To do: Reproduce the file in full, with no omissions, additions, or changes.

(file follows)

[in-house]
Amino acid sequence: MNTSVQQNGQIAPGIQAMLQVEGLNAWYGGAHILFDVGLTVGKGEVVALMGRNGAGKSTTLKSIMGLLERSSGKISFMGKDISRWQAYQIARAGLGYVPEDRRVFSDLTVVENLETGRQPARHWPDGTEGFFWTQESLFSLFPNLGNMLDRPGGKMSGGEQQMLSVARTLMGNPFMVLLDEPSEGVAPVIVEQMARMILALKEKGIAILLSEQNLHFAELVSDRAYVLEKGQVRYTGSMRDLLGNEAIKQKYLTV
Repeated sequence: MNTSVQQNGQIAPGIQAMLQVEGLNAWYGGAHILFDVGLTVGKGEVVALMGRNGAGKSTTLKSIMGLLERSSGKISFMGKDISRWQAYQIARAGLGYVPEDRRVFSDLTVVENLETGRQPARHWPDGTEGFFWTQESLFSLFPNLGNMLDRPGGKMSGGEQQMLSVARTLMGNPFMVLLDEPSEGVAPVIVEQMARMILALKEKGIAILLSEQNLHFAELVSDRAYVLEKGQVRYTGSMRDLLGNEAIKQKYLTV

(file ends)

[in-house]
Amino acid sequence: MNTSVQQNGQIAPGIQAMLQVEGLNAWYGGAHILFDVGLTVGKGEVVALMGRNGAGKSTTLKSIMGLLERSSGKISFMGKDISRWQAYQIARAGLGYVPEDRRVFSDLTVVENLETGRQPARHWPDGTEGFFWTQESLFSLFPNLGNMLDRPGGKMSGGEQQMLSVARTLMGNPFMVLLDEPSEGVAPVIVEQMARMILALKEKGIAILLSEQNLHFAELVSDRAYVLEKGQVRYTGSMRDLLGNEAIKQKYLTV
Repeated sequence: MNTSVQQNGQIAPGIQAMLQVEGLNAWYGGAHILFDVGLTVGKGEVVALMGRNGAGKSTTLKSIMGLLERSSGKISFMGKDISRWQAYQIARAGLGYVPEDRRVFSDLTVVENLETGRQPARHWPDGTEGFFWTQESLFSLFPNLGNMLDRPGGKMSGGEQQMLSVARTLMGNPFMVLLDEPSEGVAPVIVEQMARMILALKEKGIAILLSEQNLHFAELVSDRAYVLEKGQVRYTGSMRDLLGNEAIKQKYLTV